"In a study of drinking practices and attitudes of pub patrons in Israel, Shinar (1995) found a pattern of "alarming ignorance of the effects of drinking, total disregard for the risks of driving when under the influence of alcohol, but coupled with relatively conservative amounts of alcohol consumption." This was seen as particularly troubling, given a trend toward increasing alcohol consumption by Israeli youth."
Source: "Chapter 4: Drinking Drivers, Pedestrians and Bicyclists," from the web at http://www.nhtsa.dot.gov/people/injury/research/AlcoholHighway/4_drinking_drivers.htm , part of "Alcohol and Highway Safety 2001: A Review of the State of Knowledge," US Dept. of Transportation, National Highway Traffic Safety Administration (DOT HS 809 383), November 2001, on the web at http://www.nhtsa.dot.gov/people/injury/research/AlcoholHighway/index.htm"> http://www.nhtsa.dot.gov/people/injury/research/AlcoholHighway/index.htm , last accessed Jan. 2, 2003.

Indeed, alcohol users are frequently cautioned that they can be impaired without being aware of it, for example in this US military presentation on "Irresponsible vs. Responsible Use of Alcohol" at http://www.csdp.org/research/responsible.ppt, as accessed March 9, 2005, from http://www.22asg.vicenza.army.mil/sites/directorates/img/responsible.ppt, and this Los Angeles Police Department standards document at http://www.ci.la.ca.us/LAPD/traffic/dre/certgls.htm, last accessed Jan. 1, 2003.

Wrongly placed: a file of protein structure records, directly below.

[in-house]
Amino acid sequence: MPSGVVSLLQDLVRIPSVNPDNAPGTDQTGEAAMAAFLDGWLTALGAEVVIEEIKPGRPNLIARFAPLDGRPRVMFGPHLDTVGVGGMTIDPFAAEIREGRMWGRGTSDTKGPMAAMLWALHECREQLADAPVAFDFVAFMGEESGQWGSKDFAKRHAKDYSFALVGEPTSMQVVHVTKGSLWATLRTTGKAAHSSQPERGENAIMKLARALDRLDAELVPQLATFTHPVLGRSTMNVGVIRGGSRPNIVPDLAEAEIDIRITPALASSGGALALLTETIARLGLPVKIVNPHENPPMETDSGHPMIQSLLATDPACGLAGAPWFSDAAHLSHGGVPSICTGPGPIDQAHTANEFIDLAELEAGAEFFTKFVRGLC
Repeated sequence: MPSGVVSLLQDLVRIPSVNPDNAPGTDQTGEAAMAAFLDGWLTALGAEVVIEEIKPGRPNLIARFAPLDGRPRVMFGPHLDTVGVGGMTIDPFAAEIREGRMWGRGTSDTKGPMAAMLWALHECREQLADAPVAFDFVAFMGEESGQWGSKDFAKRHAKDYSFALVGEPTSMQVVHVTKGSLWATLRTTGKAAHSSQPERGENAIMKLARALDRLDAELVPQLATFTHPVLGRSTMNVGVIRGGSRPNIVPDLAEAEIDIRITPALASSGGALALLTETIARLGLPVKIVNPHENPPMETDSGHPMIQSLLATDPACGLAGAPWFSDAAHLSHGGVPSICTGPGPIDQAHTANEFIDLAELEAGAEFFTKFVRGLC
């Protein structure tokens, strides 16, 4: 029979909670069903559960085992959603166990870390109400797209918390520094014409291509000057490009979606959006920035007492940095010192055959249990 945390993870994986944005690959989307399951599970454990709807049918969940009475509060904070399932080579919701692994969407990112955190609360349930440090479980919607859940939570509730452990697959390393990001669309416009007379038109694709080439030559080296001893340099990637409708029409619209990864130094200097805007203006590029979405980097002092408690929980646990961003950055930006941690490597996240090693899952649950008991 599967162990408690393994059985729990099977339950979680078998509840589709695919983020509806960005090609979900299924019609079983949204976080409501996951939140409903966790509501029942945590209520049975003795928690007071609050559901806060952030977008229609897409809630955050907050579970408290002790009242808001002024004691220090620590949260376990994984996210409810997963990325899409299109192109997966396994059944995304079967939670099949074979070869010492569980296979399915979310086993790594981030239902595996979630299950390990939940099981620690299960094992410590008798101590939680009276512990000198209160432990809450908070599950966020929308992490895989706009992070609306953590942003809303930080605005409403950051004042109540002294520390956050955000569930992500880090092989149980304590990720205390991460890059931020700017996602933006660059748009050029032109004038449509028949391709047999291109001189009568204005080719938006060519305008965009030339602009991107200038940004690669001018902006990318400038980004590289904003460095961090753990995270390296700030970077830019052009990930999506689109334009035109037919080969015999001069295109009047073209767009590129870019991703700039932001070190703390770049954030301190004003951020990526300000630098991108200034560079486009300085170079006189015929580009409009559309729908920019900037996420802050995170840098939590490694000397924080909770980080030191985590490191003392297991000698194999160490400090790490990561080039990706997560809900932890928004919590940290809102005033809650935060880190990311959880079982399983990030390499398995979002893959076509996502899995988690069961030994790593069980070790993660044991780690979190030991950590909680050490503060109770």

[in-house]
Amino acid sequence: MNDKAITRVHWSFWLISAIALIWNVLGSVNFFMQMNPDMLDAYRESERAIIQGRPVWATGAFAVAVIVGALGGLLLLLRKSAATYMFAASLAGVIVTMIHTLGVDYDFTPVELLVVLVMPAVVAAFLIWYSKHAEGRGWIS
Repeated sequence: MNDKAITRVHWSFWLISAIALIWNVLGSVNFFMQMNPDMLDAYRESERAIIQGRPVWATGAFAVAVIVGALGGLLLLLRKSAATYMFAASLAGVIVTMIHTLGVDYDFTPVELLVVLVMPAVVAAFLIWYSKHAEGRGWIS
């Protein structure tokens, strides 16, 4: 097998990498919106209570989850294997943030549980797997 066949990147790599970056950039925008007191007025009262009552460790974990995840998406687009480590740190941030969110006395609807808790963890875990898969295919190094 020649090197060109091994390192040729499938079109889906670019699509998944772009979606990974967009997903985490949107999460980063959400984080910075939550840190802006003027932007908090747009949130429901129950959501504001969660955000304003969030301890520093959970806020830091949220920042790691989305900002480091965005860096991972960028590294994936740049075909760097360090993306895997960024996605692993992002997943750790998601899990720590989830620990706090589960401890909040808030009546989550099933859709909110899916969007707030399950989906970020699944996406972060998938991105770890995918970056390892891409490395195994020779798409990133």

In terms of cannabis and a user's perception of impairment, it has been noted in driving studies that "Drivers under the influence of cannabis seem aware that they are impaired, and attempt to compensate for this impairment by reducing the difficulty of the driving task, for example by driving more slowly."
Source: Sexton, BF, RJ Tunbridge, N Brooke-Carter, et al., "The Influence of Cannabis on Driving," Prepared for Road Safety Division, Department of the Environment, Transport and the Regions, UK, by Transport Research Laboratory, Ltd., TRL Report 477, 2000, p. 4.

In other words, people who use cannabis may be more aware of the fact that they're impaired after they have used, compared with people who drink alcohol and who do not feel impaired after just a drink or two, even though their driving ability has been lessened. Any use of a controlled substance, even just one beer or other social drinking, can impair driving ability for a short time afterward even though an individual may not perceive themselves as impaired.

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Updated: Wednesday, July 15, 2009   ~   Accessed: 43894 times